BEES, HONEY AND HEALTH IN ANTIQUITY
AbstractIn antiquity bees and honey had a very special significance. Honey was indeed considered to drip from heaven as the food of the gods. As an infant Zeus was fed on honey in the cave of Dicte, by bees and the beautiful Melissa, whose name became the Greek word for “bee”. When the ancient Romans wished you luck they said “May honey drip on you!” and for the Israelites Palestine was a “land of milk and honey” (Forbes 1957:85-87). In his Georgics Vergil likened the inhabitants of the new Golden Age to an orderly swarm of bees (Johnson 1980:90-105), and the word “honeymoon” probably derived from the ancient custom of newlyweds to drink mead (honey-wine) for a month after their wedding (Hajar 2002:5-6). Allsop and Miller state that even today honey is popularly associated with warmth, nostalgia, goodness and flattery (1996:513-520).In this study the origins of apiculture (bee-keeping) and the status and uses of honey in antiquity are analysed – with emphasis on its assumed value as a health promoting agent.
Authors who publish with this journal agree to the following terms:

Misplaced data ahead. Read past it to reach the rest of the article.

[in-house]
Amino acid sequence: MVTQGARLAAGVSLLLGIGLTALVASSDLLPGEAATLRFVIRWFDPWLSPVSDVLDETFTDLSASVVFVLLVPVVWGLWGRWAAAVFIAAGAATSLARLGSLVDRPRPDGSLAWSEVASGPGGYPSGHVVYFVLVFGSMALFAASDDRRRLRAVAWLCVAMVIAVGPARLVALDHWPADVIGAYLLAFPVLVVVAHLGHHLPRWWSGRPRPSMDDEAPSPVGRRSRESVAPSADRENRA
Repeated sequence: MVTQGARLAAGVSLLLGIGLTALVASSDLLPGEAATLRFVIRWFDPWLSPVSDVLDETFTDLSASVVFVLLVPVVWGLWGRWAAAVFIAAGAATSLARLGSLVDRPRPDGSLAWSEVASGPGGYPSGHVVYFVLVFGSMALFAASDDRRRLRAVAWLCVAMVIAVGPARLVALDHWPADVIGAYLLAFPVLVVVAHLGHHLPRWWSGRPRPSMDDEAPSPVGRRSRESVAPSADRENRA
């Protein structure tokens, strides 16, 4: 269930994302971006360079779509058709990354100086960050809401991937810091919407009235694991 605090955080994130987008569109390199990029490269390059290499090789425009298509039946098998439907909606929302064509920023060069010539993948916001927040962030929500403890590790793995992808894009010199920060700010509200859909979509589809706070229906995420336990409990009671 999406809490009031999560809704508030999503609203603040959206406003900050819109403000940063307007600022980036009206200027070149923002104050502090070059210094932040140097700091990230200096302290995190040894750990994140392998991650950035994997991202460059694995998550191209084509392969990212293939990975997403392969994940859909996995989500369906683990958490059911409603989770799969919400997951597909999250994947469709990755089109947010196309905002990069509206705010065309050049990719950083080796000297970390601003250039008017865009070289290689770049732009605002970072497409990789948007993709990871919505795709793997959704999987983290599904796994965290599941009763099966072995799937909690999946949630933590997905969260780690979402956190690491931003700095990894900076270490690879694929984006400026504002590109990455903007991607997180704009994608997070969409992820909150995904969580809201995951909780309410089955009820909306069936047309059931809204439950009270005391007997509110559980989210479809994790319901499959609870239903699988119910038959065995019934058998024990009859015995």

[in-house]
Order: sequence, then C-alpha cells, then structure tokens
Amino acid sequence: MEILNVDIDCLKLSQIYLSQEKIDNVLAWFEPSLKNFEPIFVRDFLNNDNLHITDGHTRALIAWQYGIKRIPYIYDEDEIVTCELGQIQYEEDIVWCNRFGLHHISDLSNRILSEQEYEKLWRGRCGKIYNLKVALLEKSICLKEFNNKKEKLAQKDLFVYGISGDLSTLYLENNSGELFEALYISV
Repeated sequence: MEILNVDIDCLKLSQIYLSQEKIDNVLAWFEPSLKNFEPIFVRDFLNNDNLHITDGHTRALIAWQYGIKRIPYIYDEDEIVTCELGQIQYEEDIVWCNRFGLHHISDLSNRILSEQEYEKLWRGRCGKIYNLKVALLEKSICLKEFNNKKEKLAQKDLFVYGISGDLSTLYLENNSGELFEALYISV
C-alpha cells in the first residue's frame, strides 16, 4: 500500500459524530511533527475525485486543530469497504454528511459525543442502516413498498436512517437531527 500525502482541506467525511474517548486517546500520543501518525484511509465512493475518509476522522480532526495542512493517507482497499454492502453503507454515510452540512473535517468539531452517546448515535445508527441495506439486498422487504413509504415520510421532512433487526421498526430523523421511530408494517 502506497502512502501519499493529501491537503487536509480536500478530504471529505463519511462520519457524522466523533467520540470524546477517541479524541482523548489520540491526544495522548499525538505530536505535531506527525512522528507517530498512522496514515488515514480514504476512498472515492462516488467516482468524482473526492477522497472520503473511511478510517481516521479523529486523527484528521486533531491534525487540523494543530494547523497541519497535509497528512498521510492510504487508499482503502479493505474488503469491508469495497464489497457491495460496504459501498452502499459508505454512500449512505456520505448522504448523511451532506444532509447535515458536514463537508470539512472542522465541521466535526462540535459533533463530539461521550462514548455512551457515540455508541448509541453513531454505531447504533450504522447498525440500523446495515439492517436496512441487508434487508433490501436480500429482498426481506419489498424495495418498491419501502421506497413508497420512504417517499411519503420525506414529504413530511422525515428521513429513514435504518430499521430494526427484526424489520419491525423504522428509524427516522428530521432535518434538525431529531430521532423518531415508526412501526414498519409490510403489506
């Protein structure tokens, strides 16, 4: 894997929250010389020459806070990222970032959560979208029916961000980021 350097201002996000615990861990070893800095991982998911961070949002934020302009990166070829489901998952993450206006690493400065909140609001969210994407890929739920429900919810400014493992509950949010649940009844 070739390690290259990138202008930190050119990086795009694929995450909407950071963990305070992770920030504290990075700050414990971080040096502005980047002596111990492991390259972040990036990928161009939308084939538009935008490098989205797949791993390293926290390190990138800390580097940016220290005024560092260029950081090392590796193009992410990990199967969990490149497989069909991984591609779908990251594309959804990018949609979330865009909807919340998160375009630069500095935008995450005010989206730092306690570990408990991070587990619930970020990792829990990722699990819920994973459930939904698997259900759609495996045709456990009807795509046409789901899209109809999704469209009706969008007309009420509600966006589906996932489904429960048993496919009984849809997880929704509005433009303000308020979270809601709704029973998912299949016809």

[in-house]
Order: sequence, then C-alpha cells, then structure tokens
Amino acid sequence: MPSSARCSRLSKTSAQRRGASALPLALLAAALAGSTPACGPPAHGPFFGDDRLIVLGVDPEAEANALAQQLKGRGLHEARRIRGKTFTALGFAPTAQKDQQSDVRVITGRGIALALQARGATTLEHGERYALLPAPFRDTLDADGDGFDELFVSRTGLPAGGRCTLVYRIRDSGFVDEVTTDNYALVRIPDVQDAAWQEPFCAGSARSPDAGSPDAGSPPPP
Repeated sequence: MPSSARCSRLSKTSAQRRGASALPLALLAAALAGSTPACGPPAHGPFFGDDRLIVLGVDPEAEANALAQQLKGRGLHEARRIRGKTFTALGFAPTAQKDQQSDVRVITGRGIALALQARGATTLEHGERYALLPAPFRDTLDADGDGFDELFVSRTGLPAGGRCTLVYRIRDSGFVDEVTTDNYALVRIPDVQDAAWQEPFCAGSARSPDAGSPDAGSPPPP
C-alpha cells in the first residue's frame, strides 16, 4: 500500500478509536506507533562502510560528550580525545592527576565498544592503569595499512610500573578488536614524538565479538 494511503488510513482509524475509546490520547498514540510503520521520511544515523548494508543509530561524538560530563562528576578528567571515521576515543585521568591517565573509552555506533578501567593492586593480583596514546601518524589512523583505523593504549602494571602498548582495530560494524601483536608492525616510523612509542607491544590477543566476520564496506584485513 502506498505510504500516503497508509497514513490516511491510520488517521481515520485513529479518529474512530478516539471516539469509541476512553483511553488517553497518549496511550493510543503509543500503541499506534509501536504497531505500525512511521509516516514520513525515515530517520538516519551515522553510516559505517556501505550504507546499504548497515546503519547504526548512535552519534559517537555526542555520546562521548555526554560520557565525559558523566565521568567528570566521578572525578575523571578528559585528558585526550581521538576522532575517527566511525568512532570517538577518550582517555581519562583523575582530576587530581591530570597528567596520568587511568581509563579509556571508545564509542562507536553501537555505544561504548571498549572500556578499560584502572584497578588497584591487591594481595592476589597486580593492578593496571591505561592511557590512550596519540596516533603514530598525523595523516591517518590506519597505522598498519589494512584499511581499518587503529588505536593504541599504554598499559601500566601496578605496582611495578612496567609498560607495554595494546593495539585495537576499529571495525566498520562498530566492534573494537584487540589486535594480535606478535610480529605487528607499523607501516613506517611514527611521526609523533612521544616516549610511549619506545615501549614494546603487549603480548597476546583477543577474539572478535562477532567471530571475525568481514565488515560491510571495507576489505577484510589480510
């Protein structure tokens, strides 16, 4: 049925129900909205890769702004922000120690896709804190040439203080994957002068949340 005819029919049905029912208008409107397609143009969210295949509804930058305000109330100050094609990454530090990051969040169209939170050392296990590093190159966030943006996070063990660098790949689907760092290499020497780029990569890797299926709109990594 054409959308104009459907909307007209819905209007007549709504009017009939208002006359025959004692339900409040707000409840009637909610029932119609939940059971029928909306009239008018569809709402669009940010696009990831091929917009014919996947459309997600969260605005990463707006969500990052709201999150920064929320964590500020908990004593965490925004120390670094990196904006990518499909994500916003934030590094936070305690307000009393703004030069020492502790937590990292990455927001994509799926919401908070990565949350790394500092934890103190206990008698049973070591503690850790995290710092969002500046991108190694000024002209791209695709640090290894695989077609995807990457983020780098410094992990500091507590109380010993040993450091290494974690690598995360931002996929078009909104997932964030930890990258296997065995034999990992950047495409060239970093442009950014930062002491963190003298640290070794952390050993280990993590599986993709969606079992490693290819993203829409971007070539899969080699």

- Authors retain copyright and grant the journal right of first publication with the work simultaneously licensed under a Creative Commons Attribution License (BY-NC-ND 4.0) that allows others to share the work with an acknowledgement of the work's authorship and initial publication in this journal.
- Authors are able to enter into separate, additional contractual arrangements for the non-exclusive distribution of the journal's published version of the work (e.g., post it to an institutional repository or publish it in a book), with an acknowledgement of its initial publication in this journal.
- Authors are permitted and encouraged to post their work online (e.g., in institutional repositories or on their website) prior to and during the submission process, as it can lead to productive exchanges, as well as earlier and greater citation of published work (See The Effect of Open Access).